Stanley Matthews

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Revision as of 14:15, 23 May 2013 by Admin (Talk | contribs)

Matthews, Stanley.jpg
Stanley Matthews (1824-1889) was justice of the U.S. Supreme Court from 1881 to 1889.

Stanley Matthews was born on July 21, 1824, in Cincinnati, Ohio. He attended public schools in Cincinnati, before enrolling in Kenyon College. Matthews graduated from Kenyon in 1840 and began to study the law. In 1842, he opened a legal practice in Maury County, Tennessee, but Matthews returned to Cincinnati by 1844, where he established a new practice.

Matthews's reputation grew quickly, and he was honored with numerous appointments and election victories. He became the prosecuting attorney of Hamilton County, Ohio, in 1845. From 1848 to 1850, Matthews served as a clerk in the Ohio House of Representatives. In 1850, he became a judge on Hamilton County's Court of Common Pleas, a position that he held for two years. In 1856, he secured a seat in the Ohio Senate. President James Buchanan appointed Matthews as a United States District Attorney for Southern Ohio in 1858.

In 1861, Matthews resigned as district attorney to serve in the United States Army during the American Civil War. He rose to the rank of colonel before resigning his commission in 1863. Matthews briefly served as a judge on the Cincinnati Superior Court, before resuming his legal practice in Cincinnati.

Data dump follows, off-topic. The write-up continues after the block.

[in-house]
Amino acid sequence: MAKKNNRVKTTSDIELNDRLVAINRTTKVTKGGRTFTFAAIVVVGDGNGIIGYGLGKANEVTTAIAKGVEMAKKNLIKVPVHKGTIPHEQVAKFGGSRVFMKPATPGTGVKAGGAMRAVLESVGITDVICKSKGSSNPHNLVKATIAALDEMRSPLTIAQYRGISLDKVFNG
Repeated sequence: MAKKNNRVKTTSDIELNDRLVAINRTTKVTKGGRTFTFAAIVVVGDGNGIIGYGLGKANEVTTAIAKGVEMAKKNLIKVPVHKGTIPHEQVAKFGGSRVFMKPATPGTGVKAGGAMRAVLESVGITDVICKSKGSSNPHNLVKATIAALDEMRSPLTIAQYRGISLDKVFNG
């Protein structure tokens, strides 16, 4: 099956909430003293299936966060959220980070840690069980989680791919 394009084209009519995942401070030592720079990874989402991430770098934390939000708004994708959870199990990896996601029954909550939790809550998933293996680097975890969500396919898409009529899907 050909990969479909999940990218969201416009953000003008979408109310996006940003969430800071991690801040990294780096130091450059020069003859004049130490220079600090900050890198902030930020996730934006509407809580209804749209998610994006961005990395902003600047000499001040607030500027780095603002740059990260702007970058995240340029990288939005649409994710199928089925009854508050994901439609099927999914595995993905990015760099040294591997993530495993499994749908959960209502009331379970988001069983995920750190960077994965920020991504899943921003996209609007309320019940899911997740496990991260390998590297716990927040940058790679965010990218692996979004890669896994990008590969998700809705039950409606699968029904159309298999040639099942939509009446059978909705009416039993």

Matthews did not stay out of public service for long. He served as one of the Republican Party's presidential electors in 1864 and 1868. In 1876, Matthews unsuccessfully ran for the United States House of Representatives. The following year, he served as legal counsel to the government officials who brokered the Compromise of 1877. In 1877, the Ohio legislature selected Matthews to complete John Sherman's term in the United States Senate. He did not seek a reappointment when the term expired in 1879. In 1881, President Rutherford B. Hayes, an Ohioan, nominated Matthews to a seat on the United States Supreme Court. The Senate failed to act on the nomination. Hayes's successor, James Garfield, another Ohioan, re-nominated Matthews for the justice position. This time, the United States Senate approved the nomination. Matthews served on the United States Supreme Court until his death on March 22, 1889.

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